A boy drinking juice

We Can’t Pretend Fruit Juice Is Healthy for Babies Anymore


We wouldn’t think twice about the decision to not give a baby a can of Coke. But a glass of juice can actually have more sugar.

The reality is, fruit juice is liquid candy, and we can no longer live in the denial that juice is healthy. The American Academy of Pediatricians has finally made a stand by coming out and saying that although juice consumption has some benefits, it also has potential detrimental effects.

For infants they are pretty clear:

“There is no nutritional indication to give fruit juice to infants younger than 6 months … Malnutrition and short stature in children have been associated with excessive consumption of juice.”American Academy of Pediatricians
And for toddlers to School age, they continue by saying: “Most issues relevant to juice intake for infants are also relevant for toddlers and young children.”American Academy of Pediatricians
They equate it to sodas and the associated energy imbalance, and go on to recommend: “Pediatricians should support policies that seek to reduce the consumption of fruit juice and promote the consumption of whole fruit by toddlers and young children already exposed to juices… In addition, high intakes of juice can contribute to diarrhea, over-nutrition or undernutrition, and the development of dental caries [scientific term for tooth decay or cavities].”American Academy of Pediatricians

We have to recognize the job that the fruit juice industry has done in making us all believe that juice is healthy, but now is the time to change this perception.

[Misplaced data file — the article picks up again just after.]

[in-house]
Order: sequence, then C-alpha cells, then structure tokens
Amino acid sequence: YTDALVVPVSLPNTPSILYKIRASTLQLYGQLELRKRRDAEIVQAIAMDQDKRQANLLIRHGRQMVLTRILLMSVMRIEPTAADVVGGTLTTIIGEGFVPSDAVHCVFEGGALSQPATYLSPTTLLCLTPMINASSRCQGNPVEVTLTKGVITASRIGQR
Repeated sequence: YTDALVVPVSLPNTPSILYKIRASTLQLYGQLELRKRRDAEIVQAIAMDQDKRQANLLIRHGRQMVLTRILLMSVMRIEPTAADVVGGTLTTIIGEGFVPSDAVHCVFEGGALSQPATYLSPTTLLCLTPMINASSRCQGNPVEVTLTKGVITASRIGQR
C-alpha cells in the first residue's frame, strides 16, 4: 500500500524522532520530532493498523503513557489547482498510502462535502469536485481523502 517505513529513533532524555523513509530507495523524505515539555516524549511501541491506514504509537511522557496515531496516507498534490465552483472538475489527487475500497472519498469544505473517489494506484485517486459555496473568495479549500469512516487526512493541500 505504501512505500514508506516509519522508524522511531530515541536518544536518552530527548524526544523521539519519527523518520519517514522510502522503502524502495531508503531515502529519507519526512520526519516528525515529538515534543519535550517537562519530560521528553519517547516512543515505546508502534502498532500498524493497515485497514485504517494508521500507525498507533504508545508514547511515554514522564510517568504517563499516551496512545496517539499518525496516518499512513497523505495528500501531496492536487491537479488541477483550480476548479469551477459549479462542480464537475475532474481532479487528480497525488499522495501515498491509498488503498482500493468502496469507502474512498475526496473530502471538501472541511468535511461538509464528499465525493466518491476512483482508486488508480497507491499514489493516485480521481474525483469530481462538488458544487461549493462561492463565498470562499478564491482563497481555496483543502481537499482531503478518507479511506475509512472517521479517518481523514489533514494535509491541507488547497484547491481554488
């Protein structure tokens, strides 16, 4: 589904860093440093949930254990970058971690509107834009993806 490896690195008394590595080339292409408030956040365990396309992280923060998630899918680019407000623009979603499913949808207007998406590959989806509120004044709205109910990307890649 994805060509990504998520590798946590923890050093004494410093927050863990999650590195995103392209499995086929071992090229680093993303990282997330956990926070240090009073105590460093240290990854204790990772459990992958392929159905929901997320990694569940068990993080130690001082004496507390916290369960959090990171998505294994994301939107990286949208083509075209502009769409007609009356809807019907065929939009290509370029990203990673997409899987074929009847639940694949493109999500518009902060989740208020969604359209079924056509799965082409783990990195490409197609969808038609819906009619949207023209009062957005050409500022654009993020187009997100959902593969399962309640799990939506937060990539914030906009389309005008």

Here at ScuttleBugs, we have taken this view since we opened, and we do not serve fruit juice to any age while they are under our care. This is just one of the considerations we take into account when we create our nutritionally balanced menus.

While the article is an interesting read in itself, I’ve attached their conclusions and recommendations below, but basically, if you want to give your child a nourishing fruity snack, then give them a piece of fruit, and if you want to give them a fruit juice as a treat, by all means do so, but please don’t be under the delusion that it’s healthy.

1. Juice should not be introduced into the diet of infants before 12 months of age unless clinically indicated. The intake of juice should be limited to, at most, 4 ounces/day in toddlers 1 through 3 years of age, and 4 to 6 ounces/day for children 4 through 6 years of age. For children 7 to 18 years of age, juice intake should be limited to 8 ounces or 1 cup of the recommended 2 to 2.5 cups of fruit servings per day.
2. Toddlers should not be given juice from bottles or easily transportable covered cups that allow them to consume juice easily throughout the day. Toddlers should not be given juice at bedtime.
3. Children should be encouraged to eat whole fruit to meet their recommended daily fruit intake and should be educated regarding the benefit of fiber intake and the longer time to consume the same kilocalories when consuming whole fruit compared with fruit juice.
4. Families should be educated that, to satisfy fluid requirements, human milk and/or infant formula is sufficient for infants and low-fat/nonfat milk and water are sufficient for older children.
5. Consumption of unpasteurized juice products should be strongly discouraged in infants, children, and adolescents.